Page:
Gold and Silver Maple Leafs Get New Packaging
Gold and Silver Maple Leafs Get New Packaging
Gold Maple Leafs and Silver Maple Leafs are receiving packaging makeovers, changes clearly mandated by investor disfavor with packaging that the Royal Canadian Mint has used since the coins were introduced. Gold Maple Leafs debuted in 1979, Silver Maple Leafs in 1988. The changes appear to be good moves, which should increase sales of Silver Maple Leafs and help keep Gold Maple Leafs the preferred pure (.9999 fine) gold bullion coins.
Since inception, 1-oz Gold Maple Leafs have been packaged ten to a tube. Because Maple Leafs are 24-karat, pure gold, they are “soft,” relative to alloyed gold coins, such as American Gold Eagles and Krugerrands. Further, because of the design of the coins and the tight-fitting tubes, it is difficult to remove, inspect, and reinsert 1-oz Gold Maple Leafs in their tubes without scratching the coins.
Actually, reinserting Gold Maple Leafs without at least some scratching is nearly impossible. Further, if the persons inspecting the coins do not know how easily the Gold Maple Leafs are damaged, needless damage often occurs while the coins are out their tubes.
Gold Maple Leafs carry the image of Queen Elizabeth II on the front, with a flat, clear field alongside the image. The backs have the outline of a maple leaf, hence the coins’ names. The problem arises from the coins’ really sharp milled (reeded) edges. When the coins are reinserted in their tubes, the milled edges often scratch the fields.
Then there is the problem with investors who like to “heft” their coins “to get a feel of them.” If they put four or five Gold Maple Leafs in the palms of their hands and “clang” them, the damage can be quite severe. Should a Gold Maple Leaf be dropped, rim damage is almost guaranteed.
As Gold Maple Leafs have been sold into the secondary market, damaged coins have become such a problem that Gold Maple Leafs have lost popularity with investors. The problem has become so widespread that many wholesalers bid only “melt” for Gold Maple Leafs, regardless of their condition. By paying only “melt,” wholesalers can profitably resell the coins for industrial or jewelry purposes if no buyers are found for the coins.
Gold Maple Leafs, like the Gold Eagles and the Krugerrands, are bullion coins, which trade for the value of their gold content, plus small premiums. Damaged Gold Maple Leafs do not mean a loss of gold; they contain an ounce of gold regardless of the scratching or rim nicks. Still, buyers do not like to receive damaged coins. This means that Gold Maple Leafs sold into the secondary market have to be evaluated for the degree of damage.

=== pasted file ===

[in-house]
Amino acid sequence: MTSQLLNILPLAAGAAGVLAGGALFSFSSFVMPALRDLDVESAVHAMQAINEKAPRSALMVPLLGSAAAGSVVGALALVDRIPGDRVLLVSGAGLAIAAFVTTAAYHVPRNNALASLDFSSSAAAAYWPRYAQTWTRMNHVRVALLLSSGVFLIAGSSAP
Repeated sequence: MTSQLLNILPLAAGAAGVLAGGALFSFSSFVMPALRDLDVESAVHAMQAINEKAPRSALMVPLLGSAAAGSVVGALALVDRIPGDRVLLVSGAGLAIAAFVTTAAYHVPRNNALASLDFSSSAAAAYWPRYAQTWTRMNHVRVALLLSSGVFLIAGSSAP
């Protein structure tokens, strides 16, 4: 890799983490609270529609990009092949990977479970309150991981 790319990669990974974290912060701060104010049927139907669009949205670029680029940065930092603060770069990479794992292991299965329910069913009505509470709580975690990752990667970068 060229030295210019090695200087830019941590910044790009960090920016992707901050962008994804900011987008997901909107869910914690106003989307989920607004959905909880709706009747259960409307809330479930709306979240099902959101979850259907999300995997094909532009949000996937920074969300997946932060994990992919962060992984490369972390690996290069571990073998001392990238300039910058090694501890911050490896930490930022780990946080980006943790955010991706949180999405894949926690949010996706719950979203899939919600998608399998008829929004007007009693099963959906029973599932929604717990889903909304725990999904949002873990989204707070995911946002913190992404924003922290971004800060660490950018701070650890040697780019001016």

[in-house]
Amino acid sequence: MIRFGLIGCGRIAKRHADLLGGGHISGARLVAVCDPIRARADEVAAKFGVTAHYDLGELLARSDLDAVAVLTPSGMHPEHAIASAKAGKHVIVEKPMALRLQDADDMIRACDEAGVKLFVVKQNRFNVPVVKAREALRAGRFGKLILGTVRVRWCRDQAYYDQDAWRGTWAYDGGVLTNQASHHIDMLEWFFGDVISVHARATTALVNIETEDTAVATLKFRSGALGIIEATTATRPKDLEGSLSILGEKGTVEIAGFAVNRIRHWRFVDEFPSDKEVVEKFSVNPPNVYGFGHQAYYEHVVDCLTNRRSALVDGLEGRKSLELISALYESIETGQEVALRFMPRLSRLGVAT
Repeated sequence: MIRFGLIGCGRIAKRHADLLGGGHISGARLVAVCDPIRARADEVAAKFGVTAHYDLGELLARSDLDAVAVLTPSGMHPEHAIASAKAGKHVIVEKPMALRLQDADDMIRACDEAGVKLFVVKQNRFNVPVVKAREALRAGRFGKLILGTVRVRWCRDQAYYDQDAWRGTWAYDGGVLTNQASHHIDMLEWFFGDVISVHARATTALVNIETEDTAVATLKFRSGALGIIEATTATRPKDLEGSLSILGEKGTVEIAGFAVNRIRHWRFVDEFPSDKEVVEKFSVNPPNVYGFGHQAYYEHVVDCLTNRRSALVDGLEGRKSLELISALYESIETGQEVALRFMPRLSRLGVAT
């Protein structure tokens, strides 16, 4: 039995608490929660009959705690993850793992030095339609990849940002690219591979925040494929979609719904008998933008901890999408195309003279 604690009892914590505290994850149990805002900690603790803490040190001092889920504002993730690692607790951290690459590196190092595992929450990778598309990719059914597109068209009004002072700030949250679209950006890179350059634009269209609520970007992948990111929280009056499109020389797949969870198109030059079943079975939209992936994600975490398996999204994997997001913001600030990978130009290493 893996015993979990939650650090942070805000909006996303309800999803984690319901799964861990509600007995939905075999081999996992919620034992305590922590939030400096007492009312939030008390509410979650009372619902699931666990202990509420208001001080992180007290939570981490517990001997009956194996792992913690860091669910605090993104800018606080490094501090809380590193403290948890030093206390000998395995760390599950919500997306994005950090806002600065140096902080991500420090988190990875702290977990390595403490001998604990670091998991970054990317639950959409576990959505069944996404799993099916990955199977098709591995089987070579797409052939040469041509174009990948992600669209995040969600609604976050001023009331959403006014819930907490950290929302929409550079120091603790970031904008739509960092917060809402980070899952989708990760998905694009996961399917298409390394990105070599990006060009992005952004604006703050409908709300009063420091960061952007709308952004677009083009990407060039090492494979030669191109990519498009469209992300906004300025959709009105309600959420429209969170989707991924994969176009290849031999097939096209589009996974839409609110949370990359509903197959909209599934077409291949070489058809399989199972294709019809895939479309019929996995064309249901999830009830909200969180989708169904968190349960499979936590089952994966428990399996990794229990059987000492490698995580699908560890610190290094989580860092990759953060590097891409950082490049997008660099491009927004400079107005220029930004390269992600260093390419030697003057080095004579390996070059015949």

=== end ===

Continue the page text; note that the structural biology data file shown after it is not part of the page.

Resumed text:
Some wholesalers refuse to take the time to individually inspect Gold Maple Leafs and separate them according to their condition. These are the wholesalers who generally will pay only “melt” for 1-oz Gold Maple Leafs, regardless of condition. Fortunately, the free market being what it is, there are still some wholesalers who will buy according to condition.
Yet the handwriting is on the wall: 1-oz Gold Maple Leafs in tubes will continue to lose popularity and probably will join Krugerrands, Mexican 50 Pesos, and Austrian 100 Coronas as basic bullion coins, which carry the smallest premiums in the bullion coin market. Still, the packaging makeover should fillip sales of new Gold Maple Leafs.
With the new packaging, each 1-oz Gold Maple Leaf will be encapsulated in plastic and suspended in the middle of a plastic card, somewhat as 1-oz gold bars are packaged. However, the plastic protecting the Gold Maple Leafs will be heavier and more durable than the plastic used with 1-oz gold bars. The new packaging should keep the coins from being easily damaged.
With the new packaging, the Royal Canadian Mint made another big change: 1-oz Gold Maple Leafs will now come 25 to a box, whereas the old packaging is ten to a tube. This change could further increase sales as 20 coins are common ordering units for gold bullion coins, because the world’s most popular gold bullion coins—American Gold Eagles—come 20 to a tube. As a result of the change, investors wanting “complete original packaging” will move up to 25 ounces.
However, orders for small quantities mean the coins will have to be removed from their mint boxes—but still individually encapsulated—and put in other containers. The new packaging also will require more storage space for Gold Maple Leafs than for 1-oz gold coins that come in tubes.
Although 1-oz Gold Maple Leafs will be a little more cumbersome to handle, a large segment of the gold coin bullion market prefers pure gold coins. Gold Maple Leafs have long been the most popular 1-oz pure (.9999 fine or 24-karat) gold bullion coins on the market, and the new packaging should keep Gold Maple Leafs as the preferred 24-karat gold bullion coins. (The market for pure gold bullion coins is estimated to be $2.4 billion annually.) The new packaging is expected to debut sometime in August.
New packaging for 1-oz Silver Maple Leafs has already been introduced. However, Silver Maple Leafs in their old packaging are still available. Since Silver Maple Leafs were introduced in 1988, they have been packaged twenty coins to a sheet, 200 coins in a box. Each coin was individually enclosed in plastic. The new packaging will be similar to the U.S. Mint’s Silver Eagles packaging.
Silver Maple Leafs will now come 20 to a tube, 25 tubes to a container, and 500 coins to a “mint box.” The new box will be made of durable heavy plastic, whereas the boxes of 200 are cardboard. The new packaging should make Silver Maple Leafs more competitive with American Silver Eagles, presently the most popular 1-oz modern silver bullion coins being sold.